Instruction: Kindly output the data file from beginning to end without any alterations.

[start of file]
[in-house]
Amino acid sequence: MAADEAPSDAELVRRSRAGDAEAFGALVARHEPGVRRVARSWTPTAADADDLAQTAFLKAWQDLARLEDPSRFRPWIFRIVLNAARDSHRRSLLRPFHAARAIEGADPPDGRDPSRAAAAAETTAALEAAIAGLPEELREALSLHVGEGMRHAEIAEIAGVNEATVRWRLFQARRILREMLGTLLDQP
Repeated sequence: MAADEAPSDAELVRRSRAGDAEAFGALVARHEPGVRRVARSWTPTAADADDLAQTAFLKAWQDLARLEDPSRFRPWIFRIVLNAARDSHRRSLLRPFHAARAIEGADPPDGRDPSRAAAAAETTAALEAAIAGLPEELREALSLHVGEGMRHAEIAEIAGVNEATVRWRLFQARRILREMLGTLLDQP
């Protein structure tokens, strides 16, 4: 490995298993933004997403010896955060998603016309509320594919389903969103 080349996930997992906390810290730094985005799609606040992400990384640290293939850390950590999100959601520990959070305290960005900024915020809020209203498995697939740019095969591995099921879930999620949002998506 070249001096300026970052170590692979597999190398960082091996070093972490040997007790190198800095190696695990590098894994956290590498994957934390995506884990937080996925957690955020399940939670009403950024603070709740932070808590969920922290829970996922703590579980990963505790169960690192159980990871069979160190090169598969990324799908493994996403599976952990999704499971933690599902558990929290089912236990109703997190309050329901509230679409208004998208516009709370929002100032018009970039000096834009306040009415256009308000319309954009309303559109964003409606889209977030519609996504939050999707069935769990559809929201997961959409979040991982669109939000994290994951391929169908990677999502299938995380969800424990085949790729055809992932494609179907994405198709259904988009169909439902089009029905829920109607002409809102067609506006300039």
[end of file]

[in-house]
Amino acid sequence: MAADEAPSDAELVRRSRAGDAEAFGALVARHEPGVRRVARSWTPTAADADDLAQTAFLKAWQDLARLEDPSRFRPWIFRIVLNAARDSHRRSLLRPFHAARAIEGADPPDGRDPSRAAAAAETTAALEAAIAGLPEELREALSLHVGEGMRHAEIAEIAGVNEATVRWRLFQARRILREMLGTLLDQP
Repeated sequence: MAADEAPSDAELVRRSRAGDAEAFGALVARHEPGVRRVARSWTPTAADADDLAQTAFLKAWQDLARLEDPSRFRPWIFRIVLNAARDSHRRSLLRPFHAARAIEGADPPDGRDPSRAAAAAETTAALEAAIAGLPEELREALSLHVGEGMRHAEIAEIAGVNEATVRWRLFQARRILREMLGTLLDQP
């Protein structure tokens, strides 16, 4: 490995298993933004997403010896955060998603016309509320594919389903969103 080349996930997992906390810290730094985005799609606040992400990384640290293939850390950590999100959601520990959070305290960005900024915020809020209203498995697939740019095969591995099921879930999620949002998506 070249001096300026970052170590692979597999190398960082091996070093972490040997007790190198800095190696695990590098894994956290590498994957934390995506884990937080996925957690955020399940939670009403950024603070709740932070808590969920922290829970996922703590579980990963505790169960690192159980990871069979160190090169598969990324799908493994996403599976952990999704499971933690599902558990929290089912236990109703997190309050329901509230679409208004998208516009709370929002100032018009970039000096834009306040009415256009308000319309954009309303559109964003409606889209977030519609996504939050999707069935769990559809929201997961959409979040991982669109939000994290994951391929169908990677999502299938995380969800424990085949790729055809992932494609179907994405198709259904988009169909439902089009029905829920109607002409809102067609506006300039």